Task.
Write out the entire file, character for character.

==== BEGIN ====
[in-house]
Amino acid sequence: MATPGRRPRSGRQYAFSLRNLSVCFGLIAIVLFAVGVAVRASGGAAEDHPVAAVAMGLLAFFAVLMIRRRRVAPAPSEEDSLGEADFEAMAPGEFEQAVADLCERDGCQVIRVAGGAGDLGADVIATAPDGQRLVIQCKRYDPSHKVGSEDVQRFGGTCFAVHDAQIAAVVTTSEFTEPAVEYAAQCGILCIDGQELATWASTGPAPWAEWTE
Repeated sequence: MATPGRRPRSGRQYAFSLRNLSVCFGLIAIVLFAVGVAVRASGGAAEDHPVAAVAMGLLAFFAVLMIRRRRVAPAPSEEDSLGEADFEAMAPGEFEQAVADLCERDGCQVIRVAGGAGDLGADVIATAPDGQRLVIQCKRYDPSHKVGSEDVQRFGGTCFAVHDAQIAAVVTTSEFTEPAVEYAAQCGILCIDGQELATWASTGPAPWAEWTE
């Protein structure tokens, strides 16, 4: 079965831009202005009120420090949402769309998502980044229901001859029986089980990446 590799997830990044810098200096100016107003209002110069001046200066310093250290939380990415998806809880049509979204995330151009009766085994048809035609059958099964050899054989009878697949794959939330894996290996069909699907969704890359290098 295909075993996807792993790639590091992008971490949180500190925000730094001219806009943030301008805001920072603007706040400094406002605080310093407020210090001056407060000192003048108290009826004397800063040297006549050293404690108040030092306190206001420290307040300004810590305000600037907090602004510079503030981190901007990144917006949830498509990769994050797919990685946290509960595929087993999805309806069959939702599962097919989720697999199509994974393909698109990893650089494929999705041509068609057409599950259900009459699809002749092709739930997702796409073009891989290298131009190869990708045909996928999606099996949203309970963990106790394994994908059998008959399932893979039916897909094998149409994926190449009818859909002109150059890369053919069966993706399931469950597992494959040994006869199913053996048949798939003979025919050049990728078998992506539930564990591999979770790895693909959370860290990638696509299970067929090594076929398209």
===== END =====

[in-house]
Amino acid sequence: MATPGRRPRSGRQYAFSLRNLSVCFGLIAIVLFAVGVAVRASGGAAEDHPVAAVAMGLLAFFAVLMIRRRRVAPAPSEEDSLGEADFEAMAPGEFEQAVADLCERDGCQVIRVAGGAGDLGADVIATAPDGQRLVIQCKRYDPSHKVGSEDVQRFGGTCFAVHDAQIAAVVTTSEFTEPAVEYAAQCGILCIDGQELATWASTGPAPWAEWTE
Repeated sequence: MATPGRRPRSGRQYAFSLRNLSVCFGLIAIVLFAVGVAVRASGGAAEDHPVAAVAMGLLAFFAVLMIRRRRVAPAPSEEDSLGEADFEAMAPGEFEQAVADLCERDGCQVIRVAGGAGDLGADVIATAPDGQRLVIQCKRYDPSHKVGSEDVQRFGGTCFAVHDAQIAAVVTTSEFTEPAVEYAAQCGILCIDGQELATWASTGPAPWAEWTE
């Protein structure tokens, strides 16, 4: 079965831009202005009120420090949402769309998502980044229901001859029986089980990446 590799997830990044810098200096100016107003209002110069001046200066310093250290939380990415998806809880049509979204995330151009009766085994048809035609059958099964050899054989009878697949794959939330894996290996069909699907969704890359290098 295909075993996807792993790639590091992008971490949180500190925000730094001219806009943030301008805001920072603007706040400094406002605080310093407020210090001056407060000192003048108290009826004397800063040297006549050293404690108040030092306190206001420290307040300004810590305000600037907090602004510079503030981190901007990144917006949830498509990769994050797919990685946290509960595929087993999805309806069959939702599962097919989720697999199509994974393909698109990893650089494929999705041509068609057409599950259900009459699809002749092709739930997702796409073009891989290298131009190869990708045909996928999606099996949203309970963990106790394994994908059998008959399932893979039916897909094998149409994926190449009818859909002109150059890369053919069966993706399931469950597992494959040994006869199913053996048949798939003979025919050049990728078998992506539930564990591999979770790895693909959370860290990638696509299970067929090594076929398209």